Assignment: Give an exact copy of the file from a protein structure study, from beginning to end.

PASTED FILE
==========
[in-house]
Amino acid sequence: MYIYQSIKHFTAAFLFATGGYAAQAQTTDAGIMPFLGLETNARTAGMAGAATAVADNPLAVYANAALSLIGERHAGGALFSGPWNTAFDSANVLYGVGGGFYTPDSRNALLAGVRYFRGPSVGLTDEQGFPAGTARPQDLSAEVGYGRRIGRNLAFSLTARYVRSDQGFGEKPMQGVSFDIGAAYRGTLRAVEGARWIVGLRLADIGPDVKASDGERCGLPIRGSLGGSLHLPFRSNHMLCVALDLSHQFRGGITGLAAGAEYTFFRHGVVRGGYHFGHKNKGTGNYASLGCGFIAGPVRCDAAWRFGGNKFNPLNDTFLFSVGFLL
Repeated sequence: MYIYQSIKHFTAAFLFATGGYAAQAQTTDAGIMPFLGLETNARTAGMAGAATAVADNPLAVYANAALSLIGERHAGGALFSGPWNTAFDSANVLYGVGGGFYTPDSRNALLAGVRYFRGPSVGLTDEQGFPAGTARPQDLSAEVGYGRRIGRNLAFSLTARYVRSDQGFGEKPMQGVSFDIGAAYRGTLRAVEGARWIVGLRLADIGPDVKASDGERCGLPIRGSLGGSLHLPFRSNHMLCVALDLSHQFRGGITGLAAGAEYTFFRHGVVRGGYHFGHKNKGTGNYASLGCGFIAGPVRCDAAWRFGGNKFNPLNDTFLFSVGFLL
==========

[in-house]
Amino acid sequence: MYIYQSIKHFTAAFLFATGGYAAQAQTTDAGIMPFLGLETNARTAGMAGAATAVADNPLAVYANAALSLIGERHAGGALFSGPWNTAFDSANVLYGVGGGFYTPDSRNALLAGVRYFRGPSVGLTDEQGFPAGTARPQDLSAEVGYGRRIGRNLAFSLTARYVRSDQGFGEKPMQGVSFDIGAAYRGTLRAVEGARWIVGLRLADIGPDVKASDGERCGLPIRGSLGGSLHLPFRSNHMLCVALDLSHQFRGGITGLAAGAEYTFFRHGVVRGGYHFGHKNKGTGNYASLGCGFIAGPVRCDAAWRFGGNKFNPLNDTFLFSVGFLL
Repeated sequence: MYIYQSIKHFTAAFLFATGGYAAQAQTTDAGIMPFLGLETNARTAGMAGAATAVADNPLAVYANAALSLIGERHAGGALFSGPWNTAFDSANVLYGVGGGFYTPDSRNALLAGVRYFRGPSVGLTDEQGFPAGTARPQDLSAEVGYGRRIGRNLAFSLTARYVRSDQGFGEKPMQGVSFDIGAAYRGTLRAVEGARWIVGLRLADIGPDVKASDGERCGLPIRGSLGGSLHLPFRSNHMLCVALDLSHQFRGGITGLAAGAEYTFFRHGVVRGGYHFGHKNKGTGNYASLGCGFIAGPVRCDAAWRFGGNKFNPLNDTFLFSVGFLL